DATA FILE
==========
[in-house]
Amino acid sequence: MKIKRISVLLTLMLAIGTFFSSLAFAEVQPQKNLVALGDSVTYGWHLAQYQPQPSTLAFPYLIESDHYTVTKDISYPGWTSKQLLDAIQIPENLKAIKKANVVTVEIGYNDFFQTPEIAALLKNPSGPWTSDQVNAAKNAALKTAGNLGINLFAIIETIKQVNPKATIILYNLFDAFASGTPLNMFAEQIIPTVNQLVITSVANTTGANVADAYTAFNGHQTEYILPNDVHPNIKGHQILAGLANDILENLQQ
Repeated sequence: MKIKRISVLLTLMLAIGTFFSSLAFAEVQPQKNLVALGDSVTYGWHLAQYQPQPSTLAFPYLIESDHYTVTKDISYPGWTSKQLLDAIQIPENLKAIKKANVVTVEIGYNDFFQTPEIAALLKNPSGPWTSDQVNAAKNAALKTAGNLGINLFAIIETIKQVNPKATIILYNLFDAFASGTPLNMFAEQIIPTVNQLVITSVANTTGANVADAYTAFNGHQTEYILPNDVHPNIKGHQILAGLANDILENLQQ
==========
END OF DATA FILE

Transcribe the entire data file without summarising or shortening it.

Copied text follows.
[in-house]
Amino acid sequence: MKIKRISVLLTLMLAIGTFFSSLAFAEVQPQKNLVALGDSVTYGWHLAQYQPQPSTLAFPYLIESDHYTVTKDISYPGWTSKQLLDAIQIPENLKAIKKANVVTVEIGYNDFFQTPEIAALLKNPSGPWTSDQVNAAKNAALKTAGNLGINLFAIIETIKQVNPKATIILYNLFDAFASGTPLNMFAEQIIPTVNQLVITSVANTTGANVADAYTAFNGHQTEYILPNDVHPNIKGHQILAGLANDILENLQQ
Repeated sequence: MKIKRISVLLTLMLAIGTFFSSLAFAEVQPQKNLVALGDSVTYGWHLAQYQPQPSTLAFPYLIESDHYTVTKDISYPGWTSKQLLDAIQIPENLKAIKKANVVTVEIGYNDFFQTPEIAALLKNPSGPWTSDQVNAAKNAALKTAGNLGINLFAIIETIKQVNPKATIILYNLFDAFASGTPLNMFAEQIIPTVNQLVITSVANTTGANVADAYTAFNGHQTEYILPNDVHPNIKGHQILAGLANDILENLQQ